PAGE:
I'd like to point out that you can realistically measure things in this image using the measure tool in Google Earth. The excavation unit is four meters long north to south.
The fourth project was conducted near Canaan Heights, West Virginia for USGS biogeographers. They are using KAP and Palentier to map micro-floral plant communities in wetland environments where other means of mapping are too costly or too slow. ( I currently do not have permission to share their images but will post them here in the future if they grant it.)
Palentier was originally tested using Canon cameras. Canon cameras have a very rich EXIF header that many other manufacture's lack. When tested on non-Canon cameras, I found that some of the information about the camera's configuration had to be manually added. To address this, we added new input fields into Palentier's "Options". The main parameter that is lacking from non-Canon cameras is the metric sensor size. www.dpreview.com keeps sensor size information for most modern cameras on the "Specifications" section of its website.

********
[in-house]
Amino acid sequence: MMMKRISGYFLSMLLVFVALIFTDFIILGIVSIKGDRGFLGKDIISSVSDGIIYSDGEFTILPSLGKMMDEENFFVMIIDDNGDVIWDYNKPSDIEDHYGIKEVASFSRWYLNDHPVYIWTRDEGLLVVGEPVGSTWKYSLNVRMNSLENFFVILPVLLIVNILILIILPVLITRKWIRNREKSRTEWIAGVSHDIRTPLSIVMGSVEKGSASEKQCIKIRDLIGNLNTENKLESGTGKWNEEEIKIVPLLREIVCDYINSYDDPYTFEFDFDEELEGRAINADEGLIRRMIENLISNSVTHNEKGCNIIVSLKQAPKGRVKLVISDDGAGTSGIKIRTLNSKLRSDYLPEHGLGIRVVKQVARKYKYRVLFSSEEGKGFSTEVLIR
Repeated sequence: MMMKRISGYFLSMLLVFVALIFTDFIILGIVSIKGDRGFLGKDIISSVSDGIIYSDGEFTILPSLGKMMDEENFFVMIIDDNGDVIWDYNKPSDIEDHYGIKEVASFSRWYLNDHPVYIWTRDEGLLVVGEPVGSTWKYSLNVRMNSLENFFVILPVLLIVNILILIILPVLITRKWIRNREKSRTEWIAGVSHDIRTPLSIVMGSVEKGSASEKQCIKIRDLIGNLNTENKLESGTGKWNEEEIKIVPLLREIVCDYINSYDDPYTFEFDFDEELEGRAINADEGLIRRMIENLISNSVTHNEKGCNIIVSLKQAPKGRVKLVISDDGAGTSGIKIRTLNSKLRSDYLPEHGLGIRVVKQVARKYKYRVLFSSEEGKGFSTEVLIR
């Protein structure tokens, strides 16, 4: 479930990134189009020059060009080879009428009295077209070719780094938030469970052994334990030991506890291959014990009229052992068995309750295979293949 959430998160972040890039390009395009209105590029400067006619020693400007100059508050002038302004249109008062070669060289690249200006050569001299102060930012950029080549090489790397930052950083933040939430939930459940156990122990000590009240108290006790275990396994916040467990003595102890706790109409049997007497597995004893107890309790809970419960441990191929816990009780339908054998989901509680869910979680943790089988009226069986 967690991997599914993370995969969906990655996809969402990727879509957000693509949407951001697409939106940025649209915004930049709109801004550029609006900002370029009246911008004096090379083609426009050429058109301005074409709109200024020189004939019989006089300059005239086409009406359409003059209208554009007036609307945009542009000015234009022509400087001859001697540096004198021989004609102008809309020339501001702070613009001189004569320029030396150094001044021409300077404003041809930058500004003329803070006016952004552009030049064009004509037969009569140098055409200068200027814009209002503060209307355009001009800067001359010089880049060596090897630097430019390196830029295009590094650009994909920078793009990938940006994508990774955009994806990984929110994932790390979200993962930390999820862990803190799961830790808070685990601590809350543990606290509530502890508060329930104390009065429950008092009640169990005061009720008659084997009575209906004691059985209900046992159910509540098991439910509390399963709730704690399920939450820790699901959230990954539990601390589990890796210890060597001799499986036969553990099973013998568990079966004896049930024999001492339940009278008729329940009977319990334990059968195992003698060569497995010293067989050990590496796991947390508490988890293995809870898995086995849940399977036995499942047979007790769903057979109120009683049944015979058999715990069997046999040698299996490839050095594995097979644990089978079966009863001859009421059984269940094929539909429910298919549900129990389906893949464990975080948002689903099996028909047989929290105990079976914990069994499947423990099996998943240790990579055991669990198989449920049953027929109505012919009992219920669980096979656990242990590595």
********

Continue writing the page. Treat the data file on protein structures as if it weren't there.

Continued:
Ground Elevation and Altitude Override
For Palentier to work properly, it needs two things: one, the general elevation of the ground being photographed and two, the approximate height of the camera above that ground. To accommodate for this a new "Ground Elevation" option was added to the software. We have found a glitch in the code that does not allow for the proper manual selection of the elevation. Until we can fix this, a temporary work around is to use the "Altitude Override" option and enter the approximate altitude the camera was flown at.
Compass Override and Compass Declination